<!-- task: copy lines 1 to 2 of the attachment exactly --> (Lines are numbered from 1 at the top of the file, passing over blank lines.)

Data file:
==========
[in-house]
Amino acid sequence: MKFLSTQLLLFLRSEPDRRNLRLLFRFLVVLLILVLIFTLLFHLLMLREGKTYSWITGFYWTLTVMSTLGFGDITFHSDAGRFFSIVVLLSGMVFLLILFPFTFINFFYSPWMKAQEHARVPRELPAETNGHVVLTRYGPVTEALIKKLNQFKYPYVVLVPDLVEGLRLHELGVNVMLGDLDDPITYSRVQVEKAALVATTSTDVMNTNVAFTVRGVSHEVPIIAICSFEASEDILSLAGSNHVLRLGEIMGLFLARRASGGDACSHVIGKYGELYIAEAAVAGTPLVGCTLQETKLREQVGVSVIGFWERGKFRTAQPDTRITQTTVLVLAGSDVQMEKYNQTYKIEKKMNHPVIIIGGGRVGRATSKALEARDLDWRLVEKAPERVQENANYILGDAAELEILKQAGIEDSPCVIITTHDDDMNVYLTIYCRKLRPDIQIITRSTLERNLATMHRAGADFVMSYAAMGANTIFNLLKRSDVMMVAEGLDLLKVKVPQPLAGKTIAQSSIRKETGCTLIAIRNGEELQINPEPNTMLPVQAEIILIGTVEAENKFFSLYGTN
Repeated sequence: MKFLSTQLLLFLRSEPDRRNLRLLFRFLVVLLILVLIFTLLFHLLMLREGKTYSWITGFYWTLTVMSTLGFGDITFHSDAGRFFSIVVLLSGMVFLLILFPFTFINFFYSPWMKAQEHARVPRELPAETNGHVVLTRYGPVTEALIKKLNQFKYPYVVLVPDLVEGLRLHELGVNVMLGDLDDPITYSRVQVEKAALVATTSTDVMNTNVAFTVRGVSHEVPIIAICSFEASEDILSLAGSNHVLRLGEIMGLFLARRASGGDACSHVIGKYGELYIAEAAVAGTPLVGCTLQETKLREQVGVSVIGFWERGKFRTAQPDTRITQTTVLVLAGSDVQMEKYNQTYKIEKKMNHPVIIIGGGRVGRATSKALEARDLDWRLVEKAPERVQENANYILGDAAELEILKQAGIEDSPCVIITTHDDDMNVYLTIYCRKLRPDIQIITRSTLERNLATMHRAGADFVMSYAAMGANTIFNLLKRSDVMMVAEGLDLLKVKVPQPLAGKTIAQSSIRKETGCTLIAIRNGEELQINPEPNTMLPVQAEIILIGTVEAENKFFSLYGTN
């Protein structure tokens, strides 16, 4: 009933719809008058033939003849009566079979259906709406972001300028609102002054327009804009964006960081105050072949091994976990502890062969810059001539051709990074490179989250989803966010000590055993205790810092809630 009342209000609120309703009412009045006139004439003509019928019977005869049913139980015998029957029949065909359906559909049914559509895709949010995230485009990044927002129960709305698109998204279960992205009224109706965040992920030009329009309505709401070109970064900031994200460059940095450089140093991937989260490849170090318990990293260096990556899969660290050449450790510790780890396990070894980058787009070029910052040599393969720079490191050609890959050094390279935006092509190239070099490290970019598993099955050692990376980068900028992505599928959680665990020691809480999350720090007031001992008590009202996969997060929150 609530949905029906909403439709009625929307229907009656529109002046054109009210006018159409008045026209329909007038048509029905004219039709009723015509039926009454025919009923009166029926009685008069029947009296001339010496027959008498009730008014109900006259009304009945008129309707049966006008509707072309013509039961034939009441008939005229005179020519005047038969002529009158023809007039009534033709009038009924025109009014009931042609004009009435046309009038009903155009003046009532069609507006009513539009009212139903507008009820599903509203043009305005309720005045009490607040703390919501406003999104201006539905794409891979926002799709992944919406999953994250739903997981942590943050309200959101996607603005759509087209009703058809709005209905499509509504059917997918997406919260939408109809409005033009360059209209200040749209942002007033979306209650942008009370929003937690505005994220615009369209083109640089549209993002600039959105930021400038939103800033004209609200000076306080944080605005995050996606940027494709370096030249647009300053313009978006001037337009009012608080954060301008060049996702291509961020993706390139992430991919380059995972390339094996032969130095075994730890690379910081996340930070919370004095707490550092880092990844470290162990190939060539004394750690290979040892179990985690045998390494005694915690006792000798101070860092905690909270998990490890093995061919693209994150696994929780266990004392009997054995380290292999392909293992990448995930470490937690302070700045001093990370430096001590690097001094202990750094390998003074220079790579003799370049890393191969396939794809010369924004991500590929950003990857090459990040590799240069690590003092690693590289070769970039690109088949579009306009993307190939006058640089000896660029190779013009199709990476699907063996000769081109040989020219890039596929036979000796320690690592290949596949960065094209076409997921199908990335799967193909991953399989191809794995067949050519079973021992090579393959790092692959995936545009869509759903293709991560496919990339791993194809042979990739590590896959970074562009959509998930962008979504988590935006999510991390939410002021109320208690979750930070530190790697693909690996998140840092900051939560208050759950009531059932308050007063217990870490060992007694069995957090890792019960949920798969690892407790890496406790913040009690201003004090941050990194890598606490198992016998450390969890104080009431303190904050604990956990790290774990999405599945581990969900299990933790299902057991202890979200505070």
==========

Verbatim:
[in-house]
Amino acid sequence: MKFLSTQLLLFLRSEPDRRNLRLLFRFLVVLLILVLIFTLLFHLLMLREGKTYSWITGFYWTLTVMSTLGFGDITFHSDAGRFFSIVVLLSGMVFLLILFPFTFINFFYSPWMKAQEHARVPRELPAETNGHVVLTRYGPVTEALIKKLNQFKYPYVVLVPDLVEGLRLHELGVNVMLGDLDDPITYSRVQVEKAALVATTSTDVMNTNVAFTVRGVSHEVPIIAICSFEASEDILSLAGSNHVLRLGEIMGLFLARRASGGDACSHVIGKYGELYIAEAAVAGTPLVGCTLQETKLREQVGVSVIGFWERGKFRTAQPDTRITQTTVLVLAGSDVQMEKYNQTYKIEKKMNHPVIIIGGGRVGRATSKALEARDLDWRLVEKAPERVQENANYILGDAAELEILKQAGIEDSPCVIITTHDDDMNVYLTIYCRKLRPDIQIITRSTLERNLATMHRAGADFVMSYAAMGANTIFNLLKRSDVMMVAEGLDLLKVKVPQPLAGKTIAQSSIRKETGCTLIAIRNGEELQINPEPNTMLPVQAEIILIGTVEAENKFFSLYGTN